eig_B =
[-1/2, 0, 1/2, -3^(1/2)/2, 3^(1/2)/2]
>> double(eig_B)
ans =
-5.0000e-01            0   5.0000e-01  -8.6603e-01   8.6603e-01


The nearest symmetric positive semidefinite matrix to $A$ in the Frobenius norm can be computed in MATLAB as

B = (A + A')/2; [Q,D] = eig(B); d = diag(D); X_F = Q*diag(max(d,0))*Q';


We can improve this code by using the implicit expansion feature of MATLAB to avoid forming a diagonal matrix. Since the computed result is not exactly symmetric because of rounding errors, we also need to replace it by the nearest symmetric matrix:

[Q,d] = eig(B,'vector'); X_F = Q*(max(d,0).*Q'); X_F = (X_F + X_F')/2;


We obtain

X_F =
1.972e-01   2.500e-01   1.443e-01  -4.163e-17  -5.283e-02
2.500e-01   3.415e-01   2.500e-01   9.151e-02  -1.665e-16
1.443e-01   2.500e-01   2.887e-01   2.500e-01   1.443e-01
-4.163e-17   9.151e-02   2.500e-01   3.415e-01   2.500e-01
-5.283e-02  -1.665e-16   1.443e-01   2.500e-01   1.972e-01


which has eigenvalues

-3.517e-17   7.246e-17   9.519e-17   5.000e-01   8.660e-01


Notice that the three eigenvalues that would be zero in exact arithmetic are of order the unit roundoff. A nearest matrix in the $2$-norm, as given by Halmos’s theorem. is

X_2 =
8.336e-01   5.000e-01   1.711e-01   0.000e+00  -1.756e-02
5.000e-01   6.625e-01   5.000e-01   1.887e-01   0.000e+00
1.711e-01   5.000e-01   6.450e-01   5.000e-01   1.711e-01
0.000e+00   1.887e-01   5.000e-01   6.625e-01   5.000e-01
-1.756e-02   0.000e+00   1.711e-01   5.000e-01   8.336e-01


and its eigenvalues are

-7.608e-17   1.281e-01   5.436e-01   1.197e+00   1.769e+00


The distances are

\notag \begin{aligned} 1.732 &= \|A - X_F\|_F < \|A - X_2\|_F = 2.207,\\ 0.9872 &= \|A - X_2\|_2 < \|A - X_F\|_2 = 1.0355. \end{aligned}

## References

This is a minimal set of references, which contain further useful references within.

# What Is the Nearest Symmetric Matrix?

What is the nearest symmetric matrix to a real, nonsymmetric square matrix $A$? This question arises whenever a symmetric matrix is approximated by formulas that do not respect the symmetry. For example, a finite difference approximation to a Hessian matrix can be nonsymmetric even though the Hessian is symmetric. In some cases, lack of symmetry is caused by rounding errors. The natural way to symmetrize $A$ is to replace it by $(A + A^T)/2$. Is this the best choice?

As our criterion of optimality we take that $\| A - X \|$ is minimized over symmetric $X$ for some suitable norm. Fan and Hoffman (1955) showed that $(A + A^T)/2$ is a solution in any unitarily invariant norm. A norm is unitarily invariant if $\|A\| = \|UAV\|$ for all unitary $U$ and $V$. Such a norm depends only on the singular values of $A$, and hence $\|A\| = \|A^T\|$ since $A$ and $A^T$ have the same singular values. The most important examples of unitarily invariant norms are the $2$-norm and the Frobenius norm.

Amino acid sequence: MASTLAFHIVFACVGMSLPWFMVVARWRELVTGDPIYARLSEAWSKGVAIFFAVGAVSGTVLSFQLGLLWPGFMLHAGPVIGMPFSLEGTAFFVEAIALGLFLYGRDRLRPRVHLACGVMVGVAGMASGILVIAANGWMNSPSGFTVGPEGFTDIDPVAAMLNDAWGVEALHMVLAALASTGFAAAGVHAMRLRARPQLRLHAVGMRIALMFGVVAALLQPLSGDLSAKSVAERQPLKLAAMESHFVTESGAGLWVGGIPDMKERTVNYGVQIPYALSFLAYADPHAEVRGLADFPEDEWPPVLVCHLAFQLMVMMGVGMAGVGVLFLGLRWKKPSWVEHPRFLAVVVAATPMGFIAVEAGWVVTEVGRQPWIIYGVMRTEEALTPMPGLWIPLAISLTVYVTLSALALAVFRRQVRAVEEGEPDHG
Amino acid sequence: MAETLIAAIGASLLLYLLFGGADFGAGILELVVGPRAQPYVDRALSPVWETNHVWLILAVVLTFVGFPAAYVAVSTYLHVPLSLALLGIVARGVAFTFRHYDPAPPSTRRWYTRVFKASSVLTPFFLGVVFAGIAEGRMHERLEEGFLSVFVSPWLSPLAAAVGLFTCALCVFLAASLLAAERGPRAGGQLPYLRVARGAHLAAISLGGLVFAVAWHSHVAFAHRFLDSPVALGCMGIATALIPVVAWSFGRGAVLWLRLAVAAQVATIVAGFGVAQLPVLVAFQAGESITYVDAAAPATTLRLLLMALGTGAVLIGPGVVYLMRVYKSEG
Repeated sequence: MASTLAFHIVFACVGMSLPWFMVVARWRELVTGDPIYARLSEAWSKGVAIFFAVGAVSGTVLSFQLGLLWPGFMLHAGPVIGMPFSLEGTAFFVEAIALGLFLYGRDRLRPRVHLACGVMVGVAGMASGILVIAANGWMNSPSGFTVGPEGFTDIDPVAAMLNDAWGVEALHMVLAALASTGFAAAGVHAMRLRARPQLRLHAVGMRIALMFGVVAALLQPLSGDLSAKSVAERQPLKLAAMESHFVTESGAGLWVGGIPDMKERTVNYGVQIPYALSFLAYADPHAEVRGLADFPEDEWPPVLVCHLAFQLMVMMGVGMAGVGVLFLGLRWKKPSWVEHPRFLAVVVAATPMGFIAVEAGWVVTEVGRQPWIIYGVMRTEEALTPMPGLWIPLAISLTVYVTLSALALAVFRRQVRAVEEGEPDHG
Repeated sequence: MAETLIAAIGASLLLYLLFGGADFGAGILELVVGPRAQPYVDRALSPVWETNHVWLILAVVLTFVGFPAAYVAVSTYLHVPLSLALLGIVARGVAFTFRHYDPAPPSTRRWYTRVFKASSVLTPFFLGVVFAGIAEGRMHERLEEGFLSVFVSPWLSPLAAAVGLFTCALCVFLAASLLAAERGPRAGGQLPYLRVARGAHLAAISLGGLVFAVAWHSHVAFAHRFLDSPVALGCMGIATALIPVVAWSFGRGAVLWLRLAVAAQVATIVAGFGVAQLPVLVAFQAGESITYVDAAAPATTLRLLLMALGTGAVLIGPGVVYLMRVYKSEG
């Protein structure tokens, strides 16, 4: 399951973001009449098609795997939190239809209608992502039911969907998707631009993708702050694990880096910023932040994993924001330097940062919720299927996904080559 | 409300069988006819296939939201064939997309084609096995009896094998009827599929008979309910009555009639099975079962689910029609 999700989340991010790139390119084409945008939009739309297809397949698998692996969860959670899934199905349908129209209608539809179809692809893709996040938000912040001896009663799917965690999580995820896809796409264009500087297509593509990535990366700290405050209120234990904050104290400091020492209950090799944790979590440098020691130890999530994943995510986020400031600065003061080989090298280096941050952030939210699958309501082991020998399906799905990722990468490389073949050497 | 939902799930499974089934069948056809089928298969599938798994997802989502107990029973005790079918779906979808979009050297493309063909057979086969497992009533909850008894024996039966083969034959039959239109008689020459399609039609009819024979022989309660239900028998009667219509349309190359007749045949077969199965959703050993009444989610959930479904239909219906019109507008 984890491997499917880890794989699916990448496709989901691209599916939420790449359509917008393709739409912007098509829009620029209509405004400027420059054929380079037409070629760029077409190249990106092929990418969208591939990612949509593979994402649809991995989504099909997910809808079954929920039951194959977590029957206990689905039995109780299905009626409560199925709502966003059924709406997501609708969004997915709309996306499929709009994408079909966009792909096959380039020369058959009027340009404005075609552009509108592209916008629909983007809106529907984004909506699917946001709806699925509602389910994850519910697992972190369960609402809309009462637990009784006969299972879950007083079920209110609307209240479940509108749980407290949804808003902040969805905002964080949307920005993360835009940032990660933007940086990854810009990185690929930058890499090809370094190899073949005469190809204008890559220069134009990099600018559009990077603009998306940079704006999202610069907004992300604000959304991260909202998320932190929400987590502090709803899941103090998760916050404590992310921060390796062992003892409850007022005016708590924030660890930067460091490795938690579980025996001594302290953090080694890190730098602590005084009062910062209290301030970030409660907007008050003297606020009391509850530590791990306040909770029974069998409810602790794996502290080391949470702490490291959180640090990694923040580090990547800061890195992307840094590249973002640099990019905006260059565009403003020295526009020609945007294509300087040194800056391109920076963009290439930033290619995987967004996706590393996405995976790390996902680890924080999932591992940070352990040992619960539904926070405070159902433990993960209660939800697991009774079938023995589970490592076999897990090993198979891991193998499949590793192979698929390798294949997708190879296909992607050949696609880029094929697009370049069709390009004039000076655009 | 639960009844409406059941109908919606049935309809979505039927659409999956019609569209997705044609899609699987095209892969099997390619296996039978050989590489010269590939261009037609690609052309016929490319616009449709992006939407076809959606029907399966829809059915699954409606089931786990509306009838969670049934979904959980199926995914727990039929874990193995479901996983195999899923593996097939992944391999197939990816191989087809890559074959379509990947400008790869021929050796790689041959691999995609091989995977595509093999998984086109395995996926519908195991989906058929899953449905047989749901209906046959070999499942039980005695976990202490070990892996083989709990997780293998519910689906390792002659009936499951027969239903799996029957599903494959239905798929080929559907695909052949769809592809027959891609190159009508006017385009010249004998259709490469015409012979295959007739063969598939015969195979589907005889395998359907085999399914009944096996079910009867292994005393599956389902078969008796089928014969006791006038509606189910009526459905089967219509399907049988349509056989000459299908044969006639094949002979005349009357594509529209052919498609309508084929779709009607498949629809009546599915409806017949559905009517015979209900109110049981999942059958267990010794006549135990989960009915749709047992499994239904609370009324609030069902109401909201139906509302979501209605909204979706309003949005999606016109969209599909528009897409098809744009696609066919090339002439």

The proof that $(A+A^T)/2$ is optimal is simple. For any symmetric $Y$,

\notag \begin{aligned} \Bigl\| A - \frac{1}{2}(A + A^T) \Bigr\| &= \frac{1}{2} \|A - A^T \| = \frac{1}{2} \| A - Y + Y^T - A^T \| \\ &\le \frac{1}{2} \| A - Y \| + \frac{1}{2} \|(Y - A)^T \| \\ &= \| A - Y\|. \end{aligned}

Simple examples of a matrix and a nearest symmetric matrix are

$\notag A = \begin{bmatrix} 0 & 1 \\ 0 & 0 \end{bmatrix}, \;\; X = \begin{bmatrix} 0 & \frac{1}{2} \\ \frac{1}{2} & 0 \end{bmatrix},\qquad A = \begin{bmatrix} 0 & 1 \\ -1 & 0 \end{bmatrix}, \;\; X = \begin{bmatrix} 0 & 0 \\ 0 & 0 \end{bmatrix}.$

Note that any $A$ can be written

$\notag A = \frac{1}{2} (A + A^T ) + \frac{1}{2} (A - A^T ) \equiv B + C,$

where $B$ and $C$ are the symmetric part and the skew-symmetric part of $A$, respectively, so the nearest symmetric matrix to $A$ is the symmetric part of $A$.

For the Frobenius norm, $(A + A^T)/2$ is the unique nearest symmetric matrix, which follows from the fact that $\|S + K\|_F^2 = \|S\|_F^2 + \|K\|_F^2$ for symmetric $S$ and skew-symmetric $K$. For the $2$-norm, however, the nearest symmetric matrix is not unique in general. An example of non-uniqueness is

$\notag A = \begin{bmatrix} 0 & 0 & 0 \\ 0 & 0 & 1 \\ 0 & 0 & 0 \end{bmatrix}, \quad X = \begin{bmatrix} 0 & 0 & 0 \\ 0 & 0 & \frac{1}{2} \\ 0 & \frac{1}{2} & 0 \end{bmatrix}, \quad Y = \begin{bmatrix} \theta & 0 & 0 \\ 0 & 0 & \frac{1}{2} \\ 0 & \frac{1}{2} & 0 \end{bmatrix},$

for which $\|A - X\|_2 = 0.5$, and $\|A - Y\|_2 = 0.5$ for any $\theta$ such that $|\theta| \le 0.5$.

Entirely analogous to the above is the nearest skew-symmetric matrix problem, for which the solution is the skew-symmetric part for any unitarily invariant norm. For complex matrices, these results generalize in the obvious way: $(A + A^*)/2$ is the nearest Hermitian matrix to $A$ and $(A - A^*)/2$ is the nearest skew-Hermitian matrix to $A$ in any unitarily invariant norm.

# What Is the Softmax Function?

The softmax function takes as input a real $n$-vector $x$ and returns the vector $g$ with elements given by

$\notag \qquad\qquad g_j(x) = \displaystyle\frac{\mathrm{e}^{x_j}} {\sum_{i=1}^n \mathrm{e}^{x_i}}, \quad j=1\colon n. \qquad\qquad (*)$

It arises in machine learning, game theory, and statistics. Since $\mathrm{e}^{x_j} \ge 0$ and $\sum_{j=1}^n g_j = 1$, the softmax function is often used to convert a vector $x$ into a vector of probabilities, with the more positive entries giving the larger probabilities.

The softmax function is the gradient of the log-sum-exp function